The flexibility of Career Path High’s blended learning model, including my online coursework, really taught me personal responsibility. During my senior year I had to balance work, school, my program, and a personal life on a very tight schedule. My average day was quite busy. It took good time management, but it has all been worth it because I am graduating with only my externships to complete for my Dental Assisting certification. I’ve already had two job offers even before graduating from high school! During my externship as a dental assistant I’ve learned how critical it is to have multitasking skills in order to be successful. I must stay on top of patient care, sanitizing tools, and assisting the front desk. My chosen career field is really fast-paced but I am able to keep up with the demands due largely to the skills learned from my education experiences at Career Path High.

I’ve come a long way from that frustrated sophomore unsure of whether or not I would even graduate. As I prepared to give my valedictorian speech for graduation, I realized that my personalized pathway made all the difference. I now have a career that I know I love, and I am pushing myself to compete and expand my potential in ways I never imagined. My high school experience definitely helped shape who I am today. Anytime someone asks how I liked my high school, I have to tell them, “It is the greatest decision I have ever made,” and it is so true. My advice, go out there and take control of your own learning pathway. Today’s students have the opportunities available to them to make their high school experience so much more.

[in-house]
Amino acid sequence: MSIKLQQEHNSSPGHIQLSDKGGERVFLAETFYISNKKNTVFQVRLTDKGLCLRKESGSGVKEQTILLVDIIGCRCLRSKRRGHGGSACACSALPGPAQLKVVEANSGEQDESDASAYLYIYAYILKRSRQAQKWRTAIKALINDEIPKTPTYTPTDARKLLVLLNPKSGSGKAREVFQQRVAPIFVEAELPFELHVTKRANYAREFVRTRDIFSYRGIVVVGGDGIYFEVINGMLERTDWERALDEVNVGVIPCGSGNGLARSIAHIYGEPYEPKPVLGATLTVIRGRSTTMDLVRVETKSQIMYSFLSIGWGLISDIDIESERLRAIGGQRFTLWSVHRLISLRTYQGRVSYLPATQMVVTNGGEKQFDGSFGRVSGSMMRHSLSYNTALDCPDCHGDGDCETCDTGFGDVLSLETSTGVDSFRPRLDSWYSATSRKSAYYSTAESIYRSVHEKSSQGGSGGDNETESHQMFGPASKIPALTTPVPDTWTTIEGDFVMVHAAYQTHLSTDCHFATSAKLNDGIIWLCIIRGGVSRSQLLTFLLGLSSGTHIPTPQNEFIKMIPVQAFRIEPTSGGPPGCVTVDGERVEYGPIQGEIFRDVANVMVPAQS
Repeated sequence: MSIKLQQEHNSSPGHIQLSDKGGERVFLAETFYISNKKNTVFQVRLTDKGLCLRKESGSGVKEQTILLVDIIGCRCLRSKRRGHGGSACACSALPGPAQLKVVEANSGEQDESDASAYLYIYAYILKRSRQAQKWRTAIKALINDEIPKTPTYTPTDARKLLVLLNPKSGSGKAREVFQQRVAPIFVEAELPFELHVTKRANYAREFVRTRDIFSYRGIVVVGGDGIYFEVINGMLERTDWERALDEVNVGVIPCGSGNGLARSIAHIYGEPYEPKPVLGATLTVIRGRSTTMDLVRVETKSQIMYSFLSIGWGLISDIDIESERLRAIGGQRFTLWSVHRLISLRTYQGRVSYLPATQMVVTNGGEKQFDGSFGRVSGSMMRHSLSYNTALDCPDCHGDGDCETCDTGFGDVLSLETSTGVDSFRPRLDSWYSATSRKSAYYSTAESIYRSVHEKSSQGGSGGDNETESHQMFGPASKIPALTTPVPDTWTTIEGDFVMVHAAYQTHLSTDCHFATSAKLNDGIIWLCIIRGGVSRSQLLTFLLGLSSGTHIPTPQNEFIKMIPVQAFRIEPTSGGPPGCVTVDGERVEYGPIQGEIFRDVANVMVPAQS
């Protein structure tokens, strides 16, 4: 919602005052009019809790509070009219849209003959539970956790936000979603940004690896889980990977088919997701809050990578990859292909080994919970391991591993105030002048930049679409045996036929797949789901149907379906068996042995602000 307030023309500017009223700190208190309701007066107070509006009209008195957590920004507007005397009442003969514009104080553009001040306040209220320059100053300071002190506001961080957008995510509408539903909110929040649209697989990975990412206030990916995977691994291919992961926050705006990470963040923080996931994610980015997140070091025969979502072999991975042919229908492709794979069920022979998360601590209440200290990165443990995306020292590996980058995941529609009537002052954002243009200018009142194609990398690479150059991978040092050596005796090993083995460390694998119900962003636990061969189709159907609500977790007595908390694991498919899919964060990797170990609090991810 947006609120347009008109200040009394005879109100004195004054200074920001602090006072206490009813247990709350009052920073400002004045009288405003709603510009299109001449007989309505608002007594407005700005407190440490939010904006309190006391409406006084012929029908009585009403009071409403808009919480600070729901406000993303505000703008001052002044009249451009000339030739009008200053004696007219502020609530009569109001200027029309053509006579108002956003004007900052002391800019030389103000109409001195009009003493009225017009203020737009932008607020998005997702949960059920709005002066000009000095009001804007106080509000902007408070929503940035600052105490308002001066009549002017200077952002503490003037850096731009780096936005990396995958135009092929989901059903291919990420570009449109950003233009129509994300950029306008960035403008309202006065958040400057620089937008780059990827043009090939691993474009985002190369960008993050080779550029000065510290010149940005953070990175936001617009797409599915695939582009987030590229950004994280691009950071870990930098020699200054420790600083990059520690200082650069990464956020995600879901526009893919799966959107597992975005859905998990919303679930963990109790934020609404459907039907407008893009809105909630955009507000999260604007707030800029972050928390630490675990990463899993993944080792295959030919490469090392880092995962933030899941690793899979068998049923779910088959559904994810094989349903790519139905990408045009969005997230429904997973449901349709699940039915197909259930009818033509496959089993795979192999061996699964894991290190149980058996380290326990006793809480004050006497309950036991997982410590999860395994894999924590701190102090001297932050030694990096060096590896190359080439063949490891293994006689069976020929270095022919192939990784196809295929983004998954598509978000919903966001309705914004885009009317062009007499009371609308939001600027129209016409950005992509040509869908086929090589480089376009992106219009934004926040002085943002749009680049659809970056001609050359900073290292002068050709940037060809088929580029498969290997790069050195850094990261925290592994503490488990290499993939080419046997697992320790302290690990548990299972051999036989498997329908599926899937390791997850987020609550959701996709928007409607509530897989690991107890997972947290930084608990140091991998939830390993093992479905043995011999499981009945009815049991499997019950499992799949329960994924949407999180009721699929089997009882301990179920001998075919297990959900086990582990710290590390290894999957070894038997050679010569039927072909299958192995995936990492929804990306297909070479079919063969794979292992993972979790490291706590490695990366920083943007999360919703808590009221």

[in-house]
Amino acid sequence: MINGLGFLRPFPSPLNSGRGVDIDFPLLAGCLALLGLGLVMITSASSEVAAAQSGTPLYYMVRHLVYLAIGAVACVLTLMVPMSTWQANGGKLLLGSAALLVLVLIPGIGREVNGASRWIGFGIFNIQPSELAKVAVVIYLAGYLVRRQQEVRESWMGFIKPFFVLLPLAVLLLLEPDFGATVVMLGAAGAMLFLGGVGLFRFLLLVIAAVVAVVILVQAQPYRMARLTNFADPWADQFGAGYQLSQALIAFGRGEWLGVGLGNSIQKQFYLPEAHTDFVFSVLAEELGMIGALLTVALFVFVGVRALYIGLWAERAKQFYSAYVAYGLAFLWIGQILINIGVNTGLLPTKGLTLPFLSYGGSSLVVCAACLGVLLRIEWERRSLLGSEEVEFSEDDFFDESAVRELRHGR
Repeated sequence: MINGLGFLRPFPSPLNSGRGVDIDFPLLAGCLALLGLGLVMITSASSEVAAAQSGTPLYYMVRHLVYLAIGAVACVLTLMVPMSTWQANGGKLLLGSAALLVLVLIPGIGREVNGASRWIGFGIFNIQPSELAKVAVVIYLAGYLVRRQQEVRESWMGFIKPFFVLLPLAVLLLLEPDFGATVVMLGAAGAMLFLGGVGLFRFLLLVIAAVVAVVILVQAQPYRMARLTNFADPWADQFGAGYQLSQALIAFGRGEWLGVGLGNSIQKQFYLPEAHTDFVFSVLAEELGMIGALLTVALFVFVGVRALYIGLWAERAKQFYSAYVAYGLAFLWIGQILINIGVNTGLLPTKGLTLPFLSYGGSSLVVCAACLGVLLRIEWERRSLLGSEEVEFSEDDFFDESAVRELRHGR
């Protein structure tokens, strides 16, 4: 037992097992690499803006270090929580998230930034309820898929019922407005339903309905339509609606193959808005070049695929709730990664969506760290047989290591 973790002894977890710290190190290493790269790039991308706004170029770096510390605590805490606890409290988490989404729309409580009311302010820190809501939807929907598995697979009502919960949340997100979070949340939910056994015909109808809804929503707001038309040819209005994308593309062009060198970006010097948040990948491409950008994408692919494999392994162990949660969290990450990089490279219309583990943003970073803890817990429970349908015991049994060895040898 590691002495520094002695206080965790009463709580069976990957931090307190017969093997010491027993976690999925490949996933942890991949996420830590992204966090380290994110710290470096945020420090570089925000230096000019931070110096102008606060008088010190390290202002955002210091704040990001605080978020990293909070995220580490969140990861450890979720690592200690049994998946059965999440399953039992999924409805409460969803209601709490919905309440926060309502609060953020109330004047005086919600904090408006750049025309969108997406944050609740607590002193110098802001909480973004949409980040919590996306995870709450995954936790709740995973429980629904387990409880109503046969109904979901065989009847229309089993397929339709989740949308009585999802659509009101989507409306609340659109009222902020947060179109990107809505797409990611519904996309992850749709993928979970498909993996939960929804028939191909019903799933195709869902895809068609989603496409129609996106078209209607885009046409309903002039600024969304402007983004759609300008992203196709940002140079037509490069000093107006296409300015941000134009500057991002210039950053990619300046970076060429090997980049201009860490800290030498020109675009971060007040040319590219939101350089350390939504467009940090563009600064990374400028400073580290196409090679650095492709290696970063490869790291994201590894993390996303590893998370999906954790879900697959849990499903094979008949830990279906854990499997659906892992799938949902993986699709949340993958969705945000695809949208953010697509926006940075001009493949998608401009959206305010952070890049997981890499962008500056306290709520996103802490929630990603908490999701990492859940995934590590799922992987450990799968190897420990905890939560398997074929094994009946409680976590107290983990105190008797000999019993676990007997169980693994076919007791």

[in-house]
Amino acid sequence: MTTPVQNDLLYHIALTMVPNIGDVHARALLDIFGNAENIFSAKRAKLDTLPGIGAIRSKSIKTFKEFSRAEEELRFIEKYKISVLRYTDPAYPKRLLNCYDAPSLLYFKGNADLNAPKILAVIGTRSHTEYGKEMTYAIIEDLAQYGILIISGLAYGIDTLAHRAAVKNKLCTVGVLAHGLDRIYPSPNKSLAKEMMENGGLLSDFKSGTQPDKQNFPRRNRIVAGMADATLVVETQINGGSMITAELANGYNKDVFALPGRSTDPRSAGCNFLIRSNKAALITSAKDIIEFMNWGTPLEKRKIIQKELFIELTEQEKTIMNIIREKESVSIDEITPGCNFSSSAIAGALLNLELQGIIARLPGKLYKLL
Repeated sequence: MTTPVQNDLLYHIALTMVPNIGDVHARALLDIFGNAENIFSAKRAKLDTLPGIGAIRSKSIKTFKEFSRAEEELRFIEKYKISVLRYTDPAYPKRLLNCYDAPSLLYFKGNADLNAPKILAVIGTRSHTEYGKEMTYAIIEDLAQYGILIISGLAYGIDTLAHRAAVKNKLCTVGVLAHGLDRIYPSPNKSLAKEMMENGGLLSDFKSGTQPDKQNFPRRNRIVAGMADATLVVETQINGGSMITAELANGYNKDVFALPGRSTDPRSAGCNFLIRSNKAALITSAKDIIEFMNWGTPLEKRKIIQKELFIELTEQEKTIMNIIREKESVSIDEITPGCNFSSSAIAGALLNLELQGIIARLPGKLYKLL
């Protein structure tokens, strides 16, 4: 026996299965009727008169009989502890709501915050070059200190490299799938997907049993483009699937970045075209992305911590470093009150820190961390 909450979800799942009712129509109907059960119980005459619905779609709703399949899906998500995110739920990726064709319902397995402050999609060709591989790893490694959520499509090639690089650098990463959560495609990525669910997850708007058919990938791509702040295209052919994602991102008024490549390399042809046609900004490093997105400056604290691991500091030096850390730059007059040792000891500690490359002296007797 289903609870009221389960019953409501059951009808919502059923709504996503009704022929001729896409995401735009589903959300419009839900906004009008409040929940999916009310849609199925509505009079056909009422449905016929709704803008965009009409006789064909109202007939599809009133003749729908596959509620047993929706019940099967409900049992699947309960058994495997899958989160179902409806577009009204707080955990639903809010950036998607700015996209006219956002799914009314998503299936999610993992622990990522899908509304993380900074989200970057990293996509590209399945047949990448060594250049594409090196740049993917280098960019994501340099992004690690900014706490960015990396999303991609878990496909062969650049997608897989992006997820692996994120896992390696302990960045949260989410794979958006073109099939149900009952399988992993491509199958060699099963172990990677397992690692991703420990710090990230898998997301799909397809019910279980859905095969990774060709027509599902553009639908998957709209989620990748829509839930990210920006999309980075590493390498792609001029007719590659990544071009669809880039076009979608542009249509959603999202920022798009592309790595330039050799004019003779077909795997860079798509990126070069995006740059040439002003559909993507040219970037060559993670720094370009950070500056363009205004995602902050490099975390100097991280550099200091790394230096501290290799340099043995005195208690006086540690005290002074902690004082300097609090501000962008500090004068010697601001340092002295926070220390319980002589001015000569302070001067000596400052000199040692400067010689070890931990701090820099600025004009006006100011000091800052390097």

Ellie Northrop

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30 Days of Grad: Covenant House Academy Grand Rapids

The support and instruction from teachers and counselors in a safe, structured environment is helping former dropouts, homeless or otherwise at-risk youth earn a high school diploma.